Sydney Reaper is a visual artist and assistant curator living and working in Brunswick, Maine. She studies at Bowdoin College, pursuing a Bachelor of Arts degree in Visual Arts, Art History, and English literature. She was raised by families of sailors in Long Island, Rhode Island, and Bermuda and finds comfort in a life lived not tethered to one place. She is an assistant to the curator of modern and contemporary works of art and co-director of the Bowdoin College Museum of Art. Her research focuses on female artists of the avant-garde and Abstract Expressionism movements. She interacts with works of varying media in the museum’s collection and in her visual arts courses and is interested in confrontations of traditional artistic conventions through artist’s materials, processes, and subject matter.
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Sydney received a traditional artistic training–primarily concerned with the effects of realism–at Bowdoin College, and from her studies at Studio Arts College International in Florence, Italy. She is concerned with the mastery of drawing, and with painterly techniques rooted in a deep appreciation for art history. Her recent work aims to present a contemporary perspective by exploring various mediums and using her own photography as a reference. Working mostly in charcoal on a range of surfaces, her work seeks refuge in states of fluctuation. Using an industrial but disintegrating medium, Sydney aims to capture elements of her urban and oceanside upbringings and the concrete and watery worlds she inhabits. Her work overlaps industrial and natural elements, two and three-dimensional representation, and eternal and temporal subject matter to create a sense of both tension and flow that mimics her artistic process.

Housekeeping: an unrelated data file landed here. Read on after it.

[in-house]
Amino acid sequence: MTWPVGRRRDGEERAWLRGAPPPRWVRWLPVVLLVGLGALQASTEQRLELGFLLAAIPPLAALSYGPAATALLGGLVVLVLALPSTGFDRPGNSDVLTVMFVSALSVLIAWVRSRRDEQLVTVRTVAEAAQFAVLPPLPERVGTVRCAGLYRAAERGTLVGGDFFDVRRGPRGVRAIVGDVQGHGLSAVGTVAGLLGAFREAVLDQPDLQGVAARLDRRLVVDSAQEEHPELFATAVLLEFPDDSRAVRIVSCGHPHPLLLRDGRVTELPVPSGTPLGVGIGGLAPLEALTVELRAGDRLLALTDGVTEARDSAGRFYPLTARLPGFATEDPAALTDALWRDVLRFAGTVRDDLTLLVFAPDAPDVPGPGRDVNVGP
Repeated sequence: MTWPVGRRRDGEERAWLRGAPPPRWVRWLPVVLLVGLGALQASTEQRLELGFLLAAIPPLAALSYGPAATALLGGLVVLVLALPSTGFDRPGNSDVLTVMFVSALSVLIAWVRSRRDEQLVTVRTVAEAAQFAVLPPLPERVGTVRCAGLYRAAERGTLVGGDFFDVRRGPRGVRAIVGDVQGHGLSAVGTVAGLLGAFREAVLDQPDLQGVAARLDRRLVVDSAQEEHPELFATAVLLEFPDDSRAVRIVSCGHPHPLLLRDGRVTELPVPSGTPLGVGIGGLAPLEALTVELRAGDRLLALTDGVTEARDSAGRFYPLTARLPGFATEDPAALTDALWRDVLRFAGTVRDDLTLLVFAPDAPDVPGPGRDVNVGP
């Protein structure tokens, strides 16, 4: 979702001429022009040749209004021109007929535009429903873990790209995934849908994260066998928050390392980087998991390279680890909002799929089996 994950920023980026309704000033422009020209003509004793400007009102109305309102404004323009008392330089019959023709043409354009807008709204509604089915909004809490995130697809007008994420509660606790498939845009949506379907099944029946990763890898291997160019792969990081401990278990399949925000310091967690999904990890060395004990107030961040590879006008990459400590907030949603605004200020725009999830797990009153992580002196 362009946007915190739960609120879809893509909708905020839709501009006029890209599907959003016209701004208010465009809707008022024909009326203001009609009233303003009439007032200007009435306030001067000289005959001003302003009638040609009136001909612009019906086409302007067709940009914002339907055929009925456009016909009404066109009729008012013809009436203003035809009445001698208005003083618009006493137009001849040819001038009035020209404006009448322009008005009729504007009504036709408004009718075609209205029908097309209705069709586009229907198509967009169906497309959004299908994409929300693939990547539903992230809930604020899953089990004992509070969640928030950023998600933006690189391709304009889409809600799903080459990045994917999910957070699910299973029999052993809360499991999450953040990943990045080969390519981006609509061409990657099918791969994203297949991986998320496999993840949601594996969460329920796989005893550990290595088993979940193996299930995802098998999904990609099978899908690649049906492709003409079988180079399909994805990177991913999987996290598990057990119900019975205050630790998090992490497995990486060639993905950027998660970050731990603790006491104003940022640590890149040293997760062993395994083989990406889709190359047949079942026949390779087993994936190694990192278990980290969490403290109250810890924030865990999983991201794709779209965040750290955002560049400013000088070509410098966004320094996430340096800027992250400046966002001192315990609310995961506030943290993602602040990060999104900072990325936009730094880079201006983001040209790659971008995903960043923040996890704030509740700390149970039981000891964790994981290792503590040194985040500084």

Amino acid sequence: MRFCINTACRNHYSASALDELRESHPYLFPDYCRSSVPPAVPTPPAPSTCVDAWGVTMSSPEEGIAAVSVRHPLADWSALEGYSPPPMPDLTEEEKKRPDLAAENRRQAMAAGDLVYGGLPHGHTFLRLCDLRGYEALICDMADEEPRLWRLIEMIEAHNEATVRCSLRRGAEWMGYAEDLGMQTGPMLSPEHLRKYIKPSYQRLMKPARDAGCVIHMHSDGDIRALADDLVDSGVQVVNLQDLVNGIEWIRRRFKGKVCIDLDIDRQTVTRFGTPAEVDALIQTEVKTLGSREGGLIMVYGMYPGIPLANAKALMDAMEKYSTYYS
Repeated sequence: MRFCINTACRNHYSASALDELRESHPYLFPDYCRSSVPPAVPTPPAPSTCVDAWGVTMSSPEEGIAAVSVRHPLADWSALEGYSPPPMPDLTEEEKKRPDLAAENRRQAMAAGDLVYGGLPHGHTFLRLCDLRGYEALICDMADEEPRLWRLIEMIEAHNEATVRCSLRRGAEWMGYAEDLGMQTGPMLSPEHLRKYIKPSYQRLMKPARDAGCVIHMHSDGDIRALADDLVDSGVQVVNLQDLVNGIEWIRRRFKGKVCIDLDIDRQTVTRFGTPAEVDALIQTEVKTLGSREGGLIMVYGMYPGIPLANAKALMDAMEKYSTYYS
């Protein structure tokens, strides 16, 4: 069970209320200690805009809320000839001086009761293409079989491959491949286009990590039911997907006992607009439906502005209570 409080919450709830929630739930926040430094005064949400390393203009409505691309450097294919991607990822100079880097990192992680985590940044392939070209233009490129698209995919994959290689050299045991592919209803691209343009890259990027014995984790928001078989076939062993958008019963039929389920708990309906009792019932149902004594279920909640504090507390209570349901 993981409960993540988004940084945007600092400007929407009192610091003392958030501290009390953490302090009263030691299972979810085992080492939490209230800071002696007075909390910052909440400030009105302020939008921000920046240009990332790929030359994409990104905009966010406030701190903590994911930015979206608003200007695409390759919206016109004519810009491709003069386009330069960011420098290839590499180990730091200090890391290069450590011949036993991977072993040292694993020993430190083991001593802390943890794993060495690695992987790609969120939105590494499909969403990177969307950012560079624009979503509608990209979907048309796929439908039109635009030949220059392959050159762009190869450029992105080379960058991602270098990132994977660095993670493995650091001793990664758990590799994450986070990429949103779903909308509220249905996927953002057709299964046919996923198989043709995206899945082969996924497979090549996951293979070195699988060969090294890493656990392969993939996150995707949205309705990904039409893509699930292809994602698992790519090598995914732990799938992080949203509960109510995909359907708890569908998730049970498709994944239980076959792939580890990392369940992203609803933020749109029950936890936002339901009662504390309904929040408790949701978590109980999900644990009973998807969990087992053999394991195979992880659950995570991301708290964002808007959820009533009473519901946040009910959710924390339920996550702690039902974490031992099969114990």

What defines a composition? In this body of work, Sydney Reaper’s expressionist process seeks to explore the possibilities of composition and orientation. Using charcoal on panel and paper, Reaper reimagines her photography of the swirling of a broken wave, a winding coastline, and a cityscape as bases to reexamine orientation—rotating and transforming works before and after the fact to see how these drawings can be an opportunity for viewers to find familiar forms. Looking at the works, I try to imagine the photograph Reaper originally captured, how the brushed-on charcoal expresses the calm intensity of the ocean’s tumult, how the strikes of charcoal invigorate a bush’s life, how a blended space can become salty air. Reaper’s works all balance between influences of industrial and organic, urban and open, lasting and ephemeral. Her works seek “refuge in fluctuation,” both in their organic process of creation and in the viewers’ eyes; reading the dynamics of loose composition and traditional drawing styles, viewers are able to both recognize and lose themselves within the forms.